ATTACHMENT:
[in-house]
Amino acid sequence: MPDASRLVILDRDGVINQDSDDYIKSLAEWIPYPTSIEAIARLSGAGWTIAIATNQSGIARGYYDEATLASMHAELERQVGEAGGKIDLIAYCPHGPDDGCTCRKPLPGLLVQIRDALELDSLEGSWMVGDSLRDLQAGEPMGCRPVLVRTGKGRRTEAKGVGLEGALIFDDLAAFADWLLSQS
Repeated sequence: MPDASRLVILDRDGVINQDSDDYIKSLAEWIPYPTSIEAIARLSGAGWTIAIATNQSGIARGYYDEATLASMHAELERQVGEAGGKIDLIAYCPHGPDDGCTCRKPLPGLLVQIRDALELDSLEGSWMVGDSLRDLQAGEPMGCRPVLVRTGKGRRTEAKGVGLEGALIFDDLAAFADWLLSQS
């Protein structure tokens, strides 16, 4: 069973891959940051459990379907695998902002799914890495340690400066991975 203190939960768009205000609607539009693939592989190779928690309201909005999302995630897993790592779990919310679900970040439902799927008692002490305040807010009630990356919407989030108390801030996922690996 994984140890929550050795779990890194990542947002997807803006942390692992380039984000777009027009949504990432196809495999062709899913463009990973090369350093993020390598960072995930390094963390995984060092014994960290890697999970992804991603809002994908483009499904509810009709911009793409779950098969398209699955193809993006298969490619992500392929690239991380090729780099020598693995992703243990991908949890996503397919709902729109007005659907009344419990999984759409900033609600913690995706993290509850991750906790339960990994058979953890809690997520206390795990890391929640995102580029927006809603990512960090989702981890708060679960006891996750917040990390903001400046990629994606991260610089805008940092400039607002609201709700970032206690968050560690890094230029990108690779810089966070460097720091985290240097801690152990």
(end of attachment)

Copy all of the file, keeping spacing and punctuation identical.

[in-house]
Amino acid sequence: MPDASRLVILDRDGVINQDSDDYIKSLAEWIPYPTSIEAIARLSGAGWTIAIATNQSGIARGYYDEATLASMHAELERQVGEAGGKIDLIAYCPHGPDDGCTCRKPLPGLLVQIRDALELDSLEGSWMVGDSLRDLQAGEPMGCRPVLVRTGKGRRTEAKGVGLEGALIFDDLAAFADWLLSQS
Repeated sequence: MPDASRLVILDRDGVINQDSDDYIKSLAEWIPYPTSIEAIARLSGAGWTIAIATNQSGIARGYYDEATLASMHAELERQVGEAGGKIDLIAYCPHGPDDGCTCRKPLPGLLVQIRDALELDSLEGSWMVGDSLRDLQAGEPMGCRPVLVRTGKGRRTEAKGVGLEGALIFDDLAAFADWLLSQS
């Protein structure tokens, strides 16, 4: 069973891959940051459990379907695998902002799914890495340690400066991975 203190939960768009205000609607539009693939592989190779928690309201909005999302995630897993790592779990919310679900970040439902799927008692002490305040807010009630990356919407989030108390801030996922690996 994984140890929550050795779990890194990542947002997807803006942390692992380039984000777009027009949504990432196809495999062709899913463009990973090369350093993020390598960072995930390094963390995984060092014994960290890697999970992804991603809002994908483009499904509810009709911009793409779950098969398209699955193809993006298969490619992500392929690239991380090729780099020598693995992703243990991908949890996503397919709902729109007005659907009344419990999984759409900033609600913690995706993290509850991750906790339960990994058979953890809690997520206390795990890391929640995102580029927006809603990512960090989702981890708060679960006891996750917040990390903001400046990629994606991260610089805008940092400039607002609201709700970032206690968050560690890094230029990108690779810089966070460097720091985290240097801690152990």